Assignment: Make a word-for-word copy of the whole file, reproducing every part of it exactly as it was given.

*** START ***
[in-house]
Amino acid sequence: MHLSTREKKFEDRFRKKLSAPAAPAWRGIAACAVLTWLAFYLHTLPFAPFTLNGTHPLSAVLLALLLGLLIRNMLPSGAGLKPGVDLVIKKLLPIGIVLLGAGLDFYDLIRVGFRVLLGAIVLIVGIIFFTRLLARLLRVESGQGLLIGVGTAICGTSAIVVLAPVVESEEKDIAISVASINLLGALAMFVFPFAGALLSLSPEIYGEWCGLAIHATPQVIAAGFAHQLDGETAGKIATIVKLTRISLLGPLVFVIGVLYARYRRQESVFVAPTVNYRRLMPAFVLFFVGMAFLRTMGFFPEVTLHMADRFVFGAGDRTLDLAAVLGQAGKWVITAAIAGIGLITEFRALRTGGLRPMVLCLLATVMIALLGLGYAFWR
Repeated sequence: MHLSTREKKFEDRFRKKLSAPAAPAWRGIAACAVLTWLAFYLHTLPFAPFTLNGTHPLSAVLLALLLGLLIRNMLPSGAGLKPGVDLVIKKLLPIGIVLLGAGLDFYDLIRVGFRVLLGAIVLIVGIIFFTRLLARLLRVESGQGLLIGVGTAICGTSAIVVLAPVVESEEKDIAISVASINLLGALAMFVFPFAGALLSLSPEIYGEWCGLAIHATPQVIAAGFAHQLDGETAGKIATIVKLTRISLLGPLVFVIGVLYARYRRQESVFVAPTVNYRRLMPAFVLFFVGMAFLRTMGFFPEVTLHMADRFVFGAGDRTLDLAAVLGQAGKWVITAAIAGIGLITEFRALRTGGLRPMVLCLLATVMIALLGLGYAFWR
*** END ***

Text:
[in-house]
Amino acid sequence: MHLSTREKKFEDRFRKKLSAPAAPAWRGIAACAVLTWLAFYLHTLPFAPFTLNGTHPLSAVLLALLLGLLIRNMLPSGAGLKPGVDLVIKKLLPIGIVLLGAGLDFYDLIRVGFRVLLGAIVLIVGIIFFTRLLARLLRVESGQGLLIGVGTAICGTSAIVVLAPVVESEEKDIAISVASINLLGALAMFVFPFAGALLSLSPEIYGEWCGLAIHATPQVIAAGFAHQLDGETAGKIATIVKLTRISLLGPLVFVIGVLYARYRRQESVFVAPTVNYRRLMPAFVLFFVGMAFLRTMGFFPEVTLHMADRFVFGAGDRTLDLAAVLGQAGKWVITAAIAGIGLITEFRALRTGGLRPMVLCLLATVMIALLGLGYAFWR
Repeated sequence: MHLSTREKKFEDRFRKKLSAPAAPAWRGIAACAVLTWLAFYLHTLPFAPFTLNGTHPLSAVLLALLLGLLIRNMLPSGAGLKPGVDLVIKKLLPIGIVLLGAGLDFYDLIRVGFRVLLGAIVLIVGIIFFTRLLARLLRVESGQGLLIGVGTAICGTSAIVVLAPVVESEEKDIAISVASINLLGALAMFVFPFAGALLSLSPEIYGEWCGLAIHATPQVIAAGFAHQLDGETAGKIATIVKLTRISLLGPLVFVIGVLYARYRRQESVFVAPTVNYRRLMPAFVLFFVGMAFLRTMGFFPEVTLHMADRFVFGAGDRTLDLAAVLGQAGKWVITAAIAGIGLITEFRALRTGGLRPMVLCLLATVMIALLGLGYAFWR